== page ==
posted 1 day ago on OSNews
Three months ago, Mr. Price, 31, announced he was setting a new minimum salary of $70,000 at his Seattle credit card processing firm, Gravity Payments, and slashing his own million-dollar pay package to do it. He wasn't thinking about the current political clamor over low wages or the growing gap between rich and poor, he said. He was just thinking of the 120 people who worked for him and, let's be honest, a bit of free publicity. The idea struck him when a friend shared her worries about paying both her rent and student loans on a $40,000 salary. He realized a lot of his own employees earned that or less. Yet almost overnight, a decision by one small-business man in the northwestern corner of the country became a swashbuckling blow against income inequality. Whether you support his actions or not, ask yourself this question: what does it say about our society that a young man slashing his own salary to increase that of his employees draws more ire than a CEO raising his own salary to 70 times that of an average employee? Most mystifying of all, though, are the employees leaving because their coworkers got a pay raise to $70000, while they themselves already earned $70000. I don't understand this mindset. You still have your salary. You still get your $70000, except now your fellow men and women on the work floor also get it. Is your self-worth really derived from earning more than the people around you? Is your sense of self really dictated by how much more you earn than Jim from accounting or Alice from engineering? Maybe I'm just too Dutch and too little American to understand this mindset, but I firmly believe this world would be a massively better place if more CEOs cut their own salaries to raise that of their employees.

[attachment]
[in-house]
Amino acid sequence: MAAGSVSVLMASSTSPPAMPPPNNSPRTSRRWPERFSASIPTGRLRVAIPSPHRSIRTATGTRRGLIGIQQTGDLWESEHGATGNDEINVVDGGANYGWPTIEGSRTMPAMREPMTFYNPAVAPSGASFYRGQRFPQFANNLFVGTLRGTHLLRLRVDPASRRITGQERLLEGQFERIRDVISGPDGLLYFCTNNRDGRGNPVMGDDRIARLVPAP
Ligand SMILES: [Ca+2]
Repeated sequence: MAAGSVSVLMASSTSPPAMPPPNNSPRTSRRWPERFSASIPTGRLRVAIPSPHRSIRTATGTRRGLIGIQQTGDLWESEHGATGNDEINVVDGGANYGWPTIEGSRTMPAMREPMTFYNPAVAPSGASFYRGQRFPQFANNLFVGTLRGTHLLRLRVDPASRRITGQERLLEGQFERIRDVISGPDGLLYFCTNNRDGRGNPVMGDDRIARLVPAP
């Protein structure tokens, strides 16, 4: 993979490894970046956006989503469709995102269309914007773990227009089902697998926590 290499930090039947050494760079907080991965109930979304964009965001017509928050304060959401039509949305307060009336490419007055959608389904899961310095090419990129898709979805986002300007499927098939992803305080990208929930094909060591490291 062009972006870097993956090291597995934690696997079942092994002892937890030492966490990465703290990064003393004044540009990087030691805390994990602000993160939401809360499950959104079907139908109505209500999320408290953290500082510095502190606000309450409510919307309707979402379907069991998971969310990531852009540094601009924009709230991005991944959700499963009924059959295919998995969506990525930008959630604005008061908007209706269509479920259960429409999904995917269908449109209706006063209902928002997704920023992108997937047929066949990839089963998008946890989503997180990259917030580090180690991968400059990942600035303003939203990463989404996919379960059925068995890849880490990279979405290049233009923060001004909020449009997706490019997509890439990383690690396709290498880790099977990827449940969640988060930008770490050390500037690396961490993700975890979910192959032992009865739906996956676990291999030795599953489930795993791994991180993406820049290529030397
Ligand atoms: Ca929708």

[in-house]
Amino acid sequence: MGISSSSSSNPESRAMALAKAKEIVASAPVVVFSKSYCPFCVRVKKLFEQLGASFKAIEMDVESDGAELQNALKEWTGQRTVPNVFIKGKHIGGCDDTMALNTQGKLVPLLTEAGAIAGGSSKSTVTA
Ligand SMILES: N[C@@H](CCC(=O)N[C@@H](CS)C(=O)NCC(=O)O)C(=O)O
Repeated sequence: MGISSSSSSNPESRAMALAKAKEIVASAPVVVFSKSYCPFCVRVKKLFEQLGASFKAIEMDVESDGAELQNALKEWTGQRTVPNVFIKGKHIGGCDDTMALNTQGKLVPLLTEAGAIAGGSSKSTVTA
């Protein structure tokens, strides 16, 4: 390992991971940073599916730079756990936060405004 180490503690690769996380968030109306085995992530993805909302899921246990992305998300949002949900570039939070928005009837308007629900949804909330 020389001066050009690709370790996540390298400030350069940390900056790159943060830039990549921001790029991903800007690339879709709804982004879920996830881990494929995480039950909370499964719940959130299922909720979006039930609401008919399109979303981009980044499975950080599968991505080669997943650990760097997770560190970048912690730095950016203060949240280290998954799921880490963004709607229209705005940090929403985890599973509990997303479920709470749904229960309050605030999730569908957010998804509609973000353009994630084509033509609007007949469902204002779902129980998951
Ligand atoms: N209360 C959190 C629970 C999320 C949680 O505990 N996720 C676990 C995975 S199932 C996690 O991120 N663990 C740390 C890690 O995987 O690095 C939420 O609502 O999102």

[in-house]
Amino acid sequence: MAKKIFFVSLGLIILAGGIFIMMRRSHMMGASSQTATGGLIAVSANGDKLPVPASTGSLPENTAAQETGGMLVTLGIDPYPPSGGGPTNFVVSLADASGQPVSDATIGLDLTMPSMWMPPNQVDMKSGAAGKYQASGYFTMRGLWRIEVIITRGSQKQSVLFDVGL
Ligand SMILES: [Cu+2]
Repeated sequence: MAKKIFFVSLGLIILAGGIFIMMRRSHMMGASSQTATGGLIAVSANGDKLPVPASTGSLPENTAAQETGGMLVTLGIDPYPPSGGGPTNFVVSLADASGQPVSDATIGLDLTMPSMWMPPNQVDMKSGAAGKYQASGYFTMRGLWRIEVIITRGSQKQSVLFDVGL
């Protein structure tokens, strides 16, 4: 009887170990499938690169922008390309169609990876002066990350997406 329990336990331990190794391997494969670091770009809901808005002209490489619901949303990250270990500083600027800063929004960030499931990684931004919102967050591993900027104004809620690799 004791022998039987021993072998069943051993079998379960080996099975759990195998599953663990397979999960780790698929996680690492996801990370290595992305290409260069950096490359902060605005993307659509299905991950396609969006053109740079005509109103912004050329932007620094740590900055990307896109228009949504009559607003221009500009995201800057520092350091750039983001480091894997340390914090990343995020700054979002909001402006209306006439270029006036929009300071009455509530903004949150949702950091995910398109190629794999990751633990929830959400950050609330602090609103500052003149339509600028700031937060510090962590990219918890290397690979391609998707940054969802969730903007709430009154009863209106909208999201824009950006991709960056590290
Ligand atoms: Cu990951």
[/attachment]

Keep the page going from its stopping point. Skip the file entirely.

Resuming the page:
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posted 1 day ago on OSNews
If you're interested in the intricacies of game engine development, you should definitely keep track of Gavan Woolery's Voxel Quest. The latest blog post deals with a whole bunch of new stuff implemented in the voxel-based engine. The fact that VQ has undergone three tech revisions over two years probably seems a bit ridiculous, and maybe it is. Something like this would normally kill a game. That said, the point here is not just to make a game (plenty of people are doing that already), but to make a unique engine, and that could not happen in a vacuum. All I know is that I am finally happy with where the engine is at in terms of performance and flexibility, and I couldn't have gotten here without knowing everything I've learned since the start. So the most common question I get, of course, is how does this stuff work? It is actually simpler than it might seem. Voxel Quest is more about developing a unique game engine than it is about developing a unique game, but its developer wants to release the engine as open source so that others can do cool stuff with it too.